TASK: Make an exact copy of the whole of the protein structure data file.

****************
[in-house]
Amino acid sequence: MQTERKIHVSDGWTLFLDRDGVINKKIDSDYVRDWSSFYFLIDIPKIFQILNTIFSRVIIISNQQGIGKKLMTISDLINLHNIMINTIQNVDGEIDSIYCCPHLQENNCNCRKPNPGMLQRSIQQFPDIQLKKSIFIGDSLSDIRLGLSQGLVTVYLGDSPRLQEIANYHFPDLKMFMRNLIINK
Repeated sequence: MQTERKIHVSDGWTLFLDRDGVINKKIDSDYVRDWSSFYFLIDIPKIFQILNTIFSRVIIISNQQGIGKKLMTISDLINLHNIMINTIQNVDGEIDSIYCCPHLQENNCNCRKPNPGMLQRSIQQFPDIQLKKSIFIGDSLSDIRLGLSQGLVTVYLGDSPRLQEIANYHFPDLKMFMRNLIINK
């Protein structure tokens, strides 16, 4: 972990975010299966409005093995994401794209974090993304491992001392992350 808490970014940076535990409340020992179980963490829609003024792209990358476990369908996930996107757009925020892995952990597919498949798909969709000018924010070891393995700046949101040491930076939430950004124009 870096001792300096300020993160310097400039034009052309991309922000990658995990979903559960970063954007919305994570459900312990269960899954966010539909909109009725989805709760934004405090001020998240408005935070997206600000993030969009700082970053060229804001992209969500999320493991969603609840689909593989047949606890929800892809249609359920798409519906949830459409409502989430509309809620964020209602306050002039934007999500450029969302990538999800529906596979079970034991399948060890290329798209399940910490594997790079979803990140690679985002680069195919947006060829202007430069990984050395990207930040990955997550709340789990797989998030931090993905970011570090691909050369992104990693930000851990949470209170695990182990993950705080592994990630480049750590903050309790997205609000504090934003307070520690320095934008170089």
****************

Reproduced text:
[in-house]
Amino acid sequence: MQTERKIHVSDGWTLFLDRDGVINKKIDSDYVRDWSSFYFLIDIPKIFQILNTIFSRVIIISNQQGIGKKLMTISDLINLHNIMINTIQNVDGEIDSIYCCPHLQENNCNCRKPNPGMLQRSIQQFPDIQLKKSIFIGDSLSDIRLGLSQGLVTVYLGDSPRLQEIANYHFPDLKMFMRNLIINK
Repeated sequence: MQTERKIHVSDGWTLFLDRDGVINKKIDSDYVRDWSSFYFLIDIPKIFQILNTIFSRVIIISNQQGIGKKLMTISDLINLHNIMINTIQNVDGEIDSIYCCPHLQENNCNCRKPNPGMLQRSIQQFPDIQLKKSIFIGDSLSDIRLGLSQGLVTVYLGDSPRLQEIANYHFPDLKMFMRNLIINK
């Protein structure tokens, strides 16, 4: 972990975010299966409005093995994401794209974090993304491992001392992350 808490970014940076535990409340020992179980963490829609003024792209990358476990369908996930996107757009925020892995952990597919498949798909969709000018924010070891393995700046949101040491930076939430950004124009 870096001792300096300020993160310097400039034009052309991309922000990658995990979903559960970063954007919305994570459900312990269960899954966010539909909109009725989805709760934004405090001020998240408005935070997206600000993030969009700082970053060229804001992209969500999320493991969603609840689909593989047949606890929800892809249609359920798409519906949830459409409502989430509309809620964020209602306050002039934007999500450029969302990538999800529906596979079970034991399948060890290329798209399940910490594997790079979803990140690679985002680069195919947006060829202007430069990984050395990207930040990955997550709340789990797989998030931090993905970011570090691909050369992104990693930000851990949470209170695990182990993950705080592994990630480049750590903050309790997205609000504090934003307070520690320095934008170089």